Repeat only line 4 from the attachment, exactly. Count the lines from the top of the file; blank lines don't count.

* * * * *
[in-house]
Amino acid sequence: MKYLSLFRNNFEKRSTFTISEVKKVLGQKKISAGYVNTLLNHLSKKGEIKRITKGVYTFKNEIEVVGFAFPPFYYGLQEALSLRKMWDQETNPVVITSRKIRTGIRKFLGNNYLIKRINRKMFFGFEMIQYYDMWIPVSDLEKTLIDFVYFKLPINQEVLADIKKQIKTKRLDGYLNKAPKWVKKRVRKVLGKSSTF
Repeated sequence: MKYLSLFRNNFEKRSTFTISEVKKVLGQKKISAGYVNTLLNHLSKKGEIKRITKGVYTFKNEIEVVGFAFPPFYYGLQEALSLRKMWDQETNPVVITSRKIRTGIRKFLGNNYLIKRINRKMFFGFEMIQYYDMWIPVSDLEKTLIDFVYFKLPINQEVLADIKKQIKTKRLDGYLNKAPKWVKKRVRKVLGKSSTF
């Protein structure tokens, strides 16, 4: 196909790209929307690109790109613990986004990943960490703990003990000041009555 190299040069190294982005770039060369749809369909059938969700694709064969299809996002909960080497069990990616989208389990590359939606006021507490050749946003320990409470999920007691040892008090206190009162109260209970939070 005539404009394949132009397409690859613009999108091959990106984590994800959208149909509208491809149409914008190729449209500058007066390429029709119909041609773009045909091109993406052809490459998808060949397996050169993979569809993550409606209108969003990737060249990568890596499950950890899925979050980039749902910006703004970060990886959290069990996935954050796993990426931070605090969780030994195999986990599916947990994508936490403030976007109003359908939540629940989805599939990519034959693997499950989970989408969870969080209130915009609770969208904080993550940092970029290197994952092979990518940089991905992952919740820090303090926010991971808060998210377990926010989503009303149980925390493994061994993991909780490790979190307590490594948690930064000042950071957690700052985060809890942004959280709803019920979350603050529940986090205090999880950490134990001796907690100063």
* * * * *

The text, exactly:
């Protein structure tokens, strides 16, 4: 196909790209929307690109790109613990986004990943960490703990003990000041009555 190299040069190294982005770039060369749809369909059938969700694709064969299809996002909960080497069990990616989208389990590359939606006021507490050749946003320990409470999920007691040892008090206190009162109260209970939070 005539404009394949132009397409690859613009999108091959990106984590994800959208149909509208491809149409914008190729449209500058007066390429029709119909041609773009045909091109993406052809490459998808060949397996050169993979569809993550409606209108969003990737060249990568890596499950950890899925979050980039749902910006703004970060990886959290069990996935954050796993990426931070605090969780030994195999986990599916947990994508936490403030976007109003359908939540629940989805599939990519034959693997499950989970989408969870969080209130915009609770969208904080993550940092970029290197994952092979990518940089991905992952919740820090303090926010991971808060998210377990926010989503009303149980925390493994061994993991909780490790979190307590490594948690930064000042950071957690700052985060809890942004959280709803019920979350603050529940986090205090999880950490134990001796907690100063």